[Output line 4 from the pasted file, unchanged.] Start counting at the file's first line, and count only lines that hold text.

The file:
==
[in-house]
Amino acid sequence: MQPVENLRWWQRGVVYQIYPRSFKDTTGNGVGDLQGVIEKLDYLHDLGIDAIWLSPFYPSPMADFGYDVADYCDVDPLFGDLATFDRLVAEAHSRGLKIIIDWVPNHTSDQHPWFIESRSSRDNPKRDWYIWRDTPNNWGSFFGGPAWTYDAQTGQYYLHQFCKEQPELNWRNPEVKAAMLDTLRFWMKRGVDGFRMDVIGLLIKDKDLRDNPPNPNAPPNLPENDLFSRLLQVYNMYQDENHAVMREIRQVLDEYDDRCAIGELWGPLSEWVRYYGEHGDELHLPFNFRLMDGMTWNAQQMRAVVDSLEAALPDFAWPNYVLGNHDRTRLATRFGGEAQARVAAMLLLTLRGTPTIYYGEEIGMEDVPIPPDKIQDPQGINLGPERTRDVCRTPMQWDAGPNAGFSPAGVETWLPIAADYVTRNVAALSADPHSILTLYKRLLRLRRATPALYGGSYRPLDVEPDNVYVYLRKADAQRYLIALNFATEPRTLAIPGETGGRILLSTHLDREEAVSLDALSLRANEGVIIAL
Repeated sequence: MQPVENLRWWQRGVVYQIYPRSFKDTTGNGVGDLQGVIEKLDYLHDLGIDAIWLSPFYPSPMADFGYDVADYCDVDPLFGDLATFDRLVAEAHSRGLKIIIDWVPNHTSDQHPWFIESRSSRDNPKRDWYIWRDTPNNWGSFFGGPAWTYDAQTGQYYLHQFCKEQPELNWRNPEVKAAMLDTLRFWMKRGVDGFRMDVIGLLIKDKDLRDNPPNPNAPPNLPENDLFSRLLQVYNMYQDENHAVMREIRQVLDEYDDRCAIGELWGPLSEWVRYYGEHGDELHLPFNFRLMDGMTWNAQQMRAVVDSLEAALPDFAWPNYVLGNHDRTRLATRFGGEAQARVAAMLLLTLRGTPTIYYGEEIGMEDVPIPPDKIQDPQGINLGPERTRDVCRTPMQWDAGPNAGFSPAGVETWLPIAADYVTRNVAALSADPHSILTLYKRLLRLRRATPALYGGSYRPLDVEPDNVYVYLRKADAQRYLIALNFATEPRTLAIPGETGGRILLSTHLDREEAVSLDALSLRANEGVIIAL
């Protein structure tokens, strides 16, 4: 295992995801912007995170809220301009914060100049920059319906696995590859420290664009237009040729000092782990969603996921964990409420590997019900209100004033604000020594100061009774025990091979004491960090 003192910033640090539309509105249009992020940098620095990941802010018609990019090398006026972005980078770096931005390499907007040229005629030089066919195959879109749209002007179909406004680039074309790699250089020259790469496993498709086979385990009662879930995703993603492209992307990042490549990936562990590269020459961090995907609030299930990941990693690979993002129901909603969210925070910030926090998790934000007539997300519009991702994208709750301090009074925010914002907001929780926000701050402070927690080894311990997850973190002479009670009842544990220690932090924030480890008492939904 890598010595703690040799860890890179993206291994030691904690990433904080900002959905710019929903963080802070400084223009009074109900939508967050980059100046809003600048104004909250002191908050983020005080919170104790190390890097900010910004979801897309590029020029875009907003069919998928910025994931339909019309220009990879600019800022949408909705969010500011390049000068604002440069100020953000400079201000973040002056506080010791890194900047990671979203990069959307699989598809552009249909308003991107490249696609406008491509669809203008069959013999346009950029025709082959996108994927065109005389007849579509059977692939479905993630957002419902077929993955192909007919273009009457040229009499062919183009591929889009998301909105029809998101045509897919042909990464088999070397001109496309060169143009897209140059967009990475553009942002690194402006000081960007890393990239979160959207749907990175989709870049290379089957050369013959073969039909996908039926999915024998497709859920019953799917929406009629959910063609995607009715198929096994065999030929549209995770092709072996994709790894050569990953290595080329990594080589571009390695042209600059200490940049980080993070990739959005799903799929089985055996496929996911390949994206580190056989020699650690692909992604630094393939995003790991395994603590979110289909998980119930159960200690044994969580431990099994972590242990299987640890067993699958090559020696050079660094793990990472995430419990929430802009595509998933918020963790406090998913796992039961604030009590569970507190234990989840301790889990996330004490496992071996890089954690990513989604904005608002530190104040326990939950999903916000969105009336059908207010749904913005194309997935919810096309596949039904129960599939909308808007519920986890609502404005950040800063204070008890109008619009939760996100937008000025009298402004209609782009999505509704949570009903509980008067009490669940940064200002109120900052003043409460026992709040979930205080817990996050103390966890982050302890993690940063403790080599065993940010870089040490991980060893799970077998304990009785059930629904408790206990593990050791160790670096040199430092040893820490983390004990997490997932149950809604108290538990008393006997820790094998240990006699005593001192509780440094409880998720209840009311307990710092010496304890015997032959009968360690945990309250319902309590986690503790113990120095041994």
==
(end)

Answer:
């Protein structure tokens, strides 16, 4: 295992995801912007995170809220301009914060100049920059319906696995590859420290664009237009040729000092782990969603996921964990409420590997019900209100004033604000020594100061009774025990091979004491960090 003192910033640090539309509105249009992020940098620095990941802010018609990019090398006026972005980078770096931005390499907007040229005629030089066919195959879109749209002007179909406004680039074309790699250089020259790469496993498709086979385990009662879930995703993603492209992307990042490549990936562990590269020459961090995907609030299930990941990693690979993002129901909603969210925070910030926090998790934000007539997300519009991702994208709750301090009074925010914002907001929780926000701050402070927690080894311990997850973190002479009670009842544990220690932090924030480890008492939904 890598010595703690040799860890890179993206291994030691904690990433904080900002959905710019929903963080802070400084223009009074109900939508967050980059100046809003600048104004909250002191908050983020005080919170104790190390890097900010910004979801897309590029020029875009907003069919998928910025994931339909019309220009990879600019800022949408909705969010500011390049000068604002440069100020953000400079201000973040002056506080010791890194900047990671979203990069959307699989598809552009249909308003991107490249696609406008491509669809203008069959013999346009950029025709082959996108994927065109005389007849579509059977692939479905993630957002419902077929993955192909007919273009009457040229009499062919183009591929889009998301909105029809998101045509897919042909990464088999070397001109496309060169143009897209140059967009990475553009942002690194402006000081960007890393990239979160959207749907990175989709870049290379089957050369013959073969039909996908039926999915024998497709859920019953799917929406009629959910063609995607009715198929096994065999030929549209995770092709072996994709790894050569990953290595080329990594080589571009390695042209600059200490940049980080993070990739959005799903799929089985055996496929996911390949994206580190056989020699650690692909992604630094393939995003790991395994603590979110289909998980119930159960200690044994969580431990099994972590242990299987640890067993699958090559020696050079660094793990990472995430419990929430802009595509998933918020963790406090998913796992039961604030009590569970507190234990989840301790889990996330004490496992071996890089954690990513989604904005608002530190104040326990939950999903916000969105009336059908207010749904913005194309997935919810096309596949039904129960599939909308808007519920986890609502404005950040800063204070008890109008619009939760996100937008000025009298402004209609782009999505509704949570009903509980008067009490669940940064200002109120900052003043409460026992709040979930205080817990996050103390966890982050302890993690940063403790080599065993940010870089040490991980060893799970077998304990009785059930629904408790206990593990050791160790670096040199430092040893820490983390004990997490997932149950809604108290538990008393006997820790094998240990006699005593001192509780440094409880998720209840009311307990710092010496304890015997032959009968360690945990309250319902309590986690503790113990120095041994």